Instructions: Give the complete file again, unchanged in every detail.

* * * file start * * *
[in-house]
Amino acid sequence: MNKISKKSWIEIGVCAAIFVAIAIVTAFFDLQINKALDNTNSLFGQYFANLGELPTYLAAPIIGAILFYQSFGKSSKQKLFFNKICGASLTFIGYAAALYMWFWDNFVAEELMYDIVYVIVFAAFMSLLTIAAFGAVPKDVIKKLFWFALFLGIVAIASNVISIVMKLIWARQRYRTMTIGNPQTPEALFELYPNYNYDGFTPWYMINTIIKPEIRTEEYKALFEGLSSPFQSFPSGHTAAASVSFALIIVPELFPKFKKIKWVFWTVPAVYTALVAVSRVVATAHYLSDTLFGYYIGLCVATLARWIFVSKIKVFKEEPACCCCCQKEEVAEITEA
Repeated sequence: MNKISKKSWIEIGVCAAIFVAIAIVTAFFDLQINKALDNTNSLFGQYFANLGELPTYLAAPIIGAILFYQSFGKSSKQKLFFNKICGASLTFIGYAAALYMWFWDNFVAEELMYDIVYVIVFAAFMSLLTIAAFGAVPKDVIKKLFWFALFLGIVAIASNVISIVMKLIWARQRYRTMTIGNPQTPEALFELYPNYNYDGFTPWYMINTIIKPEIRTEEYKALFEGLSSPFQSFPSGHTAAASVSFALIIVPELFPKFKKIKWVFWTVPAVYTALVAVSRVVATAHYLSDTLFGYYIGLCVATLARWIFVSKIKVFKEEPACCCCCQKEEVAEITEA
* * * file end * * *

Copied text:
[in-house]
Amino acid sequence: MNKISKKSWIEIGVCAAIFVAIAIVTAFFDLQINKALDNTNSLFGQYFANLGELPTYLAAPIIGAILFYQSFGKSSKQKLFFNKICGASLTFIGYAAALYMWFWDNFVAEELMYDIVYVIVFAAFMSLLTIAAFGAVPKDVIKKLFWFALFLGIVAIASNVISIVMKLIWARQRYRTMTIGNPQTPEALFELYPNYNYDGFTPWYMINTIIKPEIRTEEYKALFEGLSSPFQSFPSGHTAAASVSFALIIVPELFPKFKKIKWVFWTVPAVYTALVAVSRVVATAHYLSDTLFGYYIGLCVATLARWIFVSKIKVFKEEPACCCCCQKEEVAEITEA
Repeated sequence: MNKISKKSWIEIGVCAAIFVAIAIVTAFFDLQINKALDNTNSLFGQYFANLGELPTYLAAPIIGAILFYQSFGKSSKQKLFFNKICGASLTFIGYAAALYMWFWDNFVAEELMYDIVYVIVFAAFMSLLTIAAFGAVPKDVIKKLFWFALFLGIVAIASNVISIVMKLIWARQRYRTMTIGNPQTPEALFELYPNYNYDGFTPWYMINTIIKPEIRTEEYKALFEGLSSPFQSFPSGHTAAASVSFALIIVPELFPKFKKIKWVFWTVPAVYTALVAVSRVVATAHYLSDTLFGYYIGLCVATLARWIFVSKIKVFKEEPACCCCCQKEEVAEITEA